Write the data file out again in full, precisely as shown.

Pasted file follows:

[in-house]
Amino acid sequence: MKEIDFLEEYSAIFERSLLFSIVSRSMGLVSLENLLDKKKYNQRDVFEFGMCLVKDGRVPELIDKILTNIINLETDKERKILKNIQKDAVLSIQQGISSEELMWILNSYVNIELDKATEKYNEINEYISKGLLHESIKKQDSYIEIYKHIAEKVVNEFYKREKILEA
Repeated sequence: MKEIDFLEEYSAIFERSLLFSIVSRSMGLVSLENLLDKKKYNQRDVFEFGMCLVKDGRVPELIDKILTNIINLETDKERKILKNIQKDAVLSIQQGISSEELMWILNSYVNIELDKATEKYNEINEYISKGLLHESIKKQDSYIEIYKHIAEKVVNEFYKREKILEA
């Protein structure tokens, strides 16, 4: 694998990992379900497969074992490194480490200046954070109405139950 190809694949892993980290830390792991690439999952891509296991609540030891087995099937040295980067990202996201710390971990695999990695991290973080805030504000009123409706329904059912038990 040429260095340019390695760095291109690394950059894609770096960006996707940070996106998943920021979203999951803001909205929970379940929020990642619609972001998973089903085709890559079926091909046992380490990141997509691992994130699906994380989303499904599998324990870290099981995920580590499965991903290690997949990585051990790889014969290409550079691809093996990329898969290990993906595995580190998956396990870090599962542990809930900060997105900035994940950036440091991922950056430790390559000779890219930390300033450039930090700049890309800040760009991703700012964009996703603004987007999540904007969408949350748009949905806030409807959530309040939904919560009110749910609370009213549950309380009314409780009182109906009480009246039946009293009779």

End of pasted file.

[in-house]
Amino acid sequence: MKEIDFLEEYSAIFERSLLFSIVSRSMGLVSLENLLDKKKYNQRDVFEFGMCLVKDGRVPELIDKILTNIINLETDKERKILKNIQKDAVLSIQQGISSEELMWILNSYVNIELDKATEKYNEINEYISKGLLHESIKKQDSYIEIYKHIAEKVVNEFYKREKILEA
Repeated sequence: MKEIDFLEEYSAIFERSLLFSIVSRSMGLVSLENLLDKKKYNQRDVFEFGMCLVKDGRVPELIDKILTNIINLETDKERKILKNIQKDAVLSIQQGISSEELMWILNSYVNIELDKATEKYNEINEYISKGLLHESIKKQDSYIEIYKHIAEKVVNEFYKREKILEA
């Protein structure tokens, strides 16, 4: 694998990992379900497969074992490194480490200046954070109405139950 190809694949892993980290830390792991690439999952891509296991609540030891087995099937040295980067990202996201710390971990695999990695991290973080805030504000009123409706329904059912038990 040429260095340019390695760095291109690394950059894609770096960006996707940070996106998943920021979203999951803001909205929970379940929020990642619609972001998973089903085709890559079926091909046992380490990141997509691992994130699906994380989303499904599998324990870290099981995920580590499965991903290690997949990585051990790889014969290409550079691809093996990329898969290990993906595995580190998956396990870090599962542990809930900060997105900035994940950036440091991922950056430790390559000779890219930390300033450039930090700049890309800040760009991703700012964009996703603004987007999540904007969408949350748009949905806030409807959530309040939904919560009110749910609370009213549950309380009314409780009182109906009480009246039946009293009779």